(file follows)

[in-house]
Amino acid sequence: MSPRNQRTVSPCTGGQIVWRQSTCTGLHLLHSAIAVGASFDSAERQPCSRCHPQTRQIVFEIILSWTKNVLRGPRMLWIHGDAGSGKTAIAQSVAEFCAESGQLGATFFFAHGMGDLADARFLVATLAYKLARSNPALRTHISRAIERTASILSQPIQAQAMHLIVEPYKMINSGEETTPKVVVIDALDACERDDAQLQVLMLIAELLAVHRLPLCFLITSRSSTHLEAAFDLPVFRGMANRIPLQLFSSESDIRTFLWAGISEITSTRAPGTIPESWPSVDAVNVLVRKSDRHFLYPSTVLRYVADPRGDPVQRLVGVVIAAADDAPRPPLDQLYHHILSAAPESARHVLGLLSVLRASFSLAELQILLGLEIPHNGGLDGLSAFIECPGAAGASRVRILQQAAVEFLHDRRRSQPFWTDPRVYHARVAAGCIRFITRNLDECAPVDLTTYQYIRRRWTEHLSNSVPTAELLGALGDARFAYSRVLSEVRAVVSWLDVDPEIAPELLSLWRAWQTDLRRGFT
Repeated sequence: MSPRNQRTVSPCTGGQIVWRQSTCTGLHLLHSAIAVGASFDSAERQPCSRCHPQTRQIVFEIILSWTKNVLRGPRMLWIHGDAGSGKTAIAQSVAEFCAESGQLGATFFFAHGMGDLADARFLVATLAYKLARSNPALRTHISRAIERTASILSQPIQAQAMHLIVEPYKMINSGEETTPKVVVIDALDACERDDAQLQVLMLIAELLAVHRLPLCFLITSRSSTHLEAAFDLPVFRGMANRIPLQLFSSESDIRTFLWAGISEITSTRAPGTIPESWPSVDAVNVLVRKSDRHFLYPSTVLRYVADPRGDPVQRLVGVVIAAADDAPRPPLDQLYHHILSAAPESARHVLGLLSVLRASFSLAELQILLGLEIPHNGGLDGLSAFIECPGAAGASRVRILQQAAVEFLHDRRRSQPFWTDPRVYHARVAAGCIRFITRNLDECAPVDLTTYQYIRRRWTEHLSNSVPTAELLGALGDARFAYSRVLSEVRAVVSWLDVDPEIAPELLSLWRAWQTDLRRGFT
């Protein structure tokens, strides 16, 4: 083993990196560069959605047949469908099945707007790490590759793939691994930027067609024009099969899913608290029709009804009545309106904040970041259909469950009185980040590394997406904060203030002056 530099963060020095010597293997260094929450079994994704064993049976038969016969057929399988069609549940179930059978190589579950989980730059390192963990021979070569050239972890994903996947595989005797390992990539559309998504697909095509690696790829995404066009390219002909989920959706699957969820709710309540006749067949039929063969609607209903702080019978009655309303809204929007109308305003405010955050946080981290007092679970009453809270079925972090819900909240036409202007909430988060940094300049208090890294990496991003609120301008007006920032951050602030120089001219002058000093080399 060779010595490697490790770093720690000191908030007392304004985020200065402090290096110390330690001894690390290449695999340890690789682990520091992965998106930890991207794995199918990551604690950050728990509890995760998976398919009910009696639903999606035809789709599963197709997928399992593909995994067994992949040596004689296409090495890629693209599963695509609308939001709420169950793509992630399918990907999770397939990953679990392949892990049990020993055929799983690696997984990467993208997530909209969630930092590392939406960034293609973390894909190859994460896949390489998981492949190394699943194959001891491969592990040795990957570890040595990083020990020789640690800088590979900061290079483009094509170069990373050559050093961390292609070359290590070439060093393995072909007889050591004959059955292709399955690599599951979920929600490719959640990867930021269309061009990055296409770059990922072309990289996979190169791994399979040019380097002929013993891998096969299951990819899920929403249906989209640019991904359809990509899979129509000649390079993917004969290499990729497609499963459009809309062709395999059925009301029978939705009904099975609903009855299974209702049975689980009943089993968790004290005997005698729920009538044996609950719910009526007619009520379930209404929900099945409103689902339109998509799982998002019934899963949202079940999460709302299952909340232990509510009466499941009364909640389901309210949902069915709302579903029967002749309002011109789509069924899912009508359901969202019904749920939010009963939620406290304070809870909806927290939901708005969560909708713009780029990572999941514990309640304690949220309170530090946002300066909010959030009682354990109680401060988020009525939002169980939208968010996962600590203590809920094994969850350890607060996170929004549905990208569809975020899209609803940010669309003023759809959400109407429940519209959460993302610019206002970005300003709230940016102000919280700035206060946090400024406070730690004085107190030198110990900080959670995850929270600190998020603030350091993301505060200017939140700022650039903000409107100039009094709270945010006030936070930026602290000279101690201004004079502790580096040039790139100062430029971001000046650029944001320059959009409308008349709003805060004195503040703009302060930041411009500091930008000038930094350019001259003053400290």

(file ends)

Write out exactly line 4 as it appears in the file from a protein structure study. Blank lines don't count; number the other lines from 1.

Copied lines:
């Protein structure tokens, strides 16, 4: 083993990196560069959605047949469908099945707007790490590759793939691994930027067609024009099969899913608290029709009804009545309106904040970041259909469950009185980040590394997406904060203030002056 530099963060020095010597293997260094929450079994994704064993049976038969016969057929399988069609549940179930059978190589579950989980730059390192963990021979070569050239972890994903996947595989005797390992990539559309998504697909095509690696790829995404066009390219002909989920959706699957969820709710309540006749067949039929063969609607209903702080019978009655309303809204929007109308305003405010955050946080981290007092679970009453809270079925972090819900909240036409202007909430988060940094300049208090890294990496991003609120301008007006920032951050602030120089001219002058000093080399 060779010595490697490790770093720690000191908030007392304004985020200065402090290096110390330690001894690390290449695999340890690789682990520091992965998106930890991207794995199918990551604690950050728990509890995760998976398919009910009696639903999606035809789709599963197709997928399992593909995994067994992949040596004689296409090495890629693209599963695509609308939001709420169950793509992630399918990907999770397939990953679990392949892990049990020993055929799983690696997984990467993208997530909209969630930092590392939406960034293609973390894909190859994460896949390489998981492949190394699943194959001891491969592990040795990957570890040595990083020990020789640690800088590979900061290079483009094509170069990373050559050093961390292609070359290590070439060093393995072909007889050591004959059955292709399955690599599951979920929600490719959640990867930021269309061009990055296409770059990922072309990289996979190169791994399979040019380097002929013993891998096969299951990819899920929403249906989209640019991904359809990509899979129509000649390079993917004969290499990729497609499963459009809309062709395999059925009301029978939705009904099975609903009855299974209702049975689980009943089993968790004290005997005698729920009538044996609950719910009526007619009520379930209404929900099945409103689902339109998509799982998002019934899963949202079940999460709302299952909340232990509510009466499941009364909640389901309210949902069915709302579903029967002749309002011109789509069924899912009508359901969202019904749920939010009963939620406290304070809870909806927290939901708005969560909708713009780029990572999941514990309640304690949220309170530090946002300066909010959030009682354990109680401060988020009525939002169980939208968010996962600590203590809920094994969850350890607060996170929004549905990208569809975020899209609803940010669309003023759809959400109407429940519209959460993302610019206002970005300003709230940016102000919280700035206060946090400024406070730690004085107190030198110990900080959670995850929270600190998020603030350091993301505060200017939140700022650039903000409107100039009094709270945010006030936070930026602290000279101690201004004079502790580096040039790139100062430029971001000046650029944001320059959009409308008349709003805060004195503040703009302060930041411009500091930008000038930094350019001259003053400290």